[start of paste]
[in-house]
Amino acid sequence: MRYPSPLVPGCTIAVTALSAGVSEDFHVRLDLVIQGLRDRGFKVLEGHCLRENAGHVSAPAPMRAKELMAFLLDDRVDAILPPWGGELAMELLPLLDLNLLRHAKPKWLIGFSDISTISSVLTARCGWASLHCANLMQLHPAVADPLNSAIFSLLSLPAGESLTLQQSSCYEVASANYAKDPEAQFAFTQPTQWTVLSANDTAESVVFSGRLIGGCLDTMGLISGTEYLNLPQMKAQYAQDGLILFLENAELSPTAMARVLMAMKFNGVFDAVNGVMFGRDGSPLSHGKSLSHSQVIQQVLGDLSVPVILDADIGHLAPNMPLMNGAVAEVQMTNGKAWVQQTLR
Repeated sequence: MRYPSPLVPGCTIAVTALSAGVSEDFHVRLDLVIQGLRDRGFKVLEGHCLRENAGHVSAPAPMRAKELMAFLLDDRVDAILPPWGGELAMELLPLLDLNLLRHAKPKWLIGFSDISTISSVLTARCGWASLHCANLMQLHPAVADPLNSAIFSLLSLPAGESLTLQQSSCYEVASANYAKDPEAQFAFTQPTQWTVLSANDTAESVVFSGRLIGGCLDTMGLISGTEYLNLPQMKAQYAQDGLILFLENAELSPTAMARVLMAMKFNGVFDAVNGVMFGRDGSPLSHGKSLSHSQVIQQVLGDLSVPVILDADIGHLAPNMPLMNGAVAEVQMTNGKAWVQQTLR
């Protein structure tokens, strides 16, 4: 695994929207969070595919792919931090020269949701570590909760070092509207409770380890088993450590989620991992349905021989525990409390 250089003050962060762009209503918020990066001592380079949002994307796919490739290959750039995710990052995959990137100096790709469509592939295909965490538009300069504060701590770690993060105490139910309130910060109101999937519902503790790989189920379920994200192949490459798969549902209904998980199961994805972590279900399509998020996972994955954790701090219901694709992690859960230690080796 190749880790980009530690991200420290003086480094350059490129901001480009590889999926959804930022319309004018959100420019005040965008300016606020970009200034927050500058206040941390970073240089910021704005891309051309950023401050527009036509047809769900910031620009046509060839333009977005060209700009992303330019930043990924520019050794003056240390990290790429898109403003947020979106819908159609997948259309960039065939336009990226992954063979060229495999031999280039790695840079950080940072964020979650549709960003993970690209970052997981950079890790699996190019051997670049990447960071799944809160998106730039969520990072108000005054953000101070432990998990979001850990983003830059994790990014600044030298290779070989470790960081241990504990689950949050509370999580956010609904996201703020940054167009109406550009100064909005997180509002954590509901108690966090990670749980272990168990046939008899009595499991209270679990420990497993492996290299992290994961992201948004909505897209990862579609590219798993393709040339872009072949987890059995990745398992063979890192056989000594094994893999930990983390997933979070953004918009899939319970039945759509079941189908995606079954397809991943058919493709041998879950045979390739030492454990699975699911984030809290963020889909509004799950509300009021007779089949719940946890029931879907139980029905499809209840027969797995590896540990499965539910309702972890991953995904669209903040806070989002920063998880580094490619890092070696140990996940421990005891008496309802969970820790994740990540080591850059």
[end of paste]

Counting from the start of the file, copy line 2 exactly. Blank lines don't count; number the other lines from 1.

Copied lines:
Amino acid sequence: MRYPSPLVPGCTIAVTALSAGVSEDFHVRLDLVIQGLRDRGFKVLEGHCLRENAGHVSAPAPMRAKELMAFLLDDRVDAILPPWGGELAMELLPLLDLNLLRHAKPKWLIGFSDISTISSVLTARCGWASLHCANLMQLHPAVADPLNSAIFSLLSLPAGESLTLQQSSCYEVASANYAKDPEAQFAFTQPTQWTVLSANDTAESVVFSGRLIGGCLDTMGLISGTEYLNLPQMKAQYAQDGLILFLENAELSPTAMARVLMAMKFNGVFDAVNGVMFGRDGSPLSHGKSLSHSQVIQQVLGDLSVPVILDADIGHLAPNMPLMNGAVAEVQMTNGKAWVQQTLR